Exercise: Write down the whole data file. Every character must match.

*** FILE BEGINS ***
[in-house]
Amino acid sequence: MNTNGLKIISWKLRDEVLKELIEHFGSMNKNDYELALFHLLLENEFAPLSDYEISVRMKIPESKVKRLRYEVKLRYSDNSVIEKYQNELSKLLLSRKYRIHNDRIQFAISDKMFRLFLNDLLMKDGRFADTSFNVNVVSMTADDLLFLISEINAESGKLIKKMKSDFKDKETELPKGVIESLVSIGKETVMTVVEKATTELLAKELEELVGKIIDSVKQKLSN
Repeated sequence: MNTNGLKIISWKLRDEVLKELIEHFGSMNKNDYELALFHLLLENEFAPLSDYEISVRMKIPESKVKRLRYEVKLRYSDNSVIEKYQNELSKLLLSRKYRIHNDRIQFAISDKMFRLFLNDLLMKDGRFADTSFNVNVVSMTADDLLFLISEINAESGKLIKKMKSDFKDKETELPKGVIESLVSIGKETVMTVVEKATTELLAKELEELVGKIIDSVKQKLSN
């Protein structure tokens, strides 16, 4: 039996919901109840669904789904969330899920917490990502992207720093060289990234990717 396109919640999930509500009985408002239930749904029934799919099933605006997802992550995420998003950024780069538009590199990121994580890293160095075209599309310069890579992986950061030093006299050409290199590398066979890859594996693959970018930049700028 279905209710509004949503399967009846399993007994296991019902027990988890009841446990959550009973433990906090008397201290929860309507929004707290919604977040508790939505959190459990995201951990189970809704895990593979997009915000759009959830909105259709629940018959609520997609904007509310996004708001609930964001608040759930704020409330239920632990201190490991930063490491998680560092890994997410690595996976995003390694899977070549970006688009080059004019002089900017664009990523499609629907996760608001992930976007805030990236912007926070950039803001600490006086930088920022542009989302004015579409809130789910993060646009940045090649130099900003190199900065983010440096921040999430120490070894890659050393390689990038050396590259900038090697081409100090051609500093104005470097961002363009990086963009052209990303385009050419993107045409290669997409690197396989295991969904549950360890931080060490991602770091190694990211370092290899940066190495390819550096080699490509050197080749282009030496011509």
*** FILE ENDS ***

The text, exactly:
[in-house]
Amino acid sequence: MNTNGLKIISWKLRDEVLKELIEHFGSMNKNDYELALFHLLLENEFAPLSDYEISVRMKIPESKVKRLRYEVKLRYSDNSVIEKYQNELSKLLLSRKYRIHNDRIQFAISDKMFRLFLNDLLMKDGRFADTSFNVNVVSMTADDLLFLISEINAESGKLIKKMKSDFKDKETELPKGVIESLVSIGKETVMTVVEKATTELLAKELEELVGKIIDSVKQKLSN
Repeated sequence: MNTNGLKIISWKLRDEVLKELIEHFGSMNKNDYELALFHLLLENEFAPLSDYEISVRMKIPESKVKRLRYEVKLRYSDNSVIEKYQNELSKLLLSRKYRIHNDRIQFAISDKMFRLFLNDLLMKDGRFADTSFNVNVVSMTADDLLFLISEINAESGKLIKKMKSDFKDKETELPKGVIESLVSIGKETVMTVVEKATTELLAKELEELVGKIIDSVKQKLSN
């Protein structure tokens, strides 16, 4: 039996919901109840669904789904969330899920917490990502992207720093060289990234990717 396109919640999930509500009985408002239930749904029934799919099933605006997802992550995420998003950024780069538009590199990121994580890293160095075209599309310069890579992986950061030093006299050409290199590398066979890859594996693959970018930049700028 279905209710509004949503399967009846399993007994296991019902027990988890009841446990959550009973433990906090008397201290929860309507929004707290919604977040508790939505959190459990995201951990189970809704895990593979997009915000759009959830909105259709629940018959609520997609904007509310996004708001609930964001608040759930704020409330239920632990201190490991930063490491998680560092890994997410690595996976995003390694899977070549970006688009080059004019002089900017664009990523499609629907996760608001992930976007805030990236912007926070950039803001600490006086930088920022542009989302004015579409809130789910993060646009940045090649130099900003190199900065983010440096921040999430120490070894890659050393390689990038050396590259900038090697081409100090051609500093104005470097961002363009990086963009052209990303385009050419993107045409290669997409690197396989295991969904549950360890931080060490991602770091190694990211370092290899940066190495390819550096080699490509050197080749282009030496011509």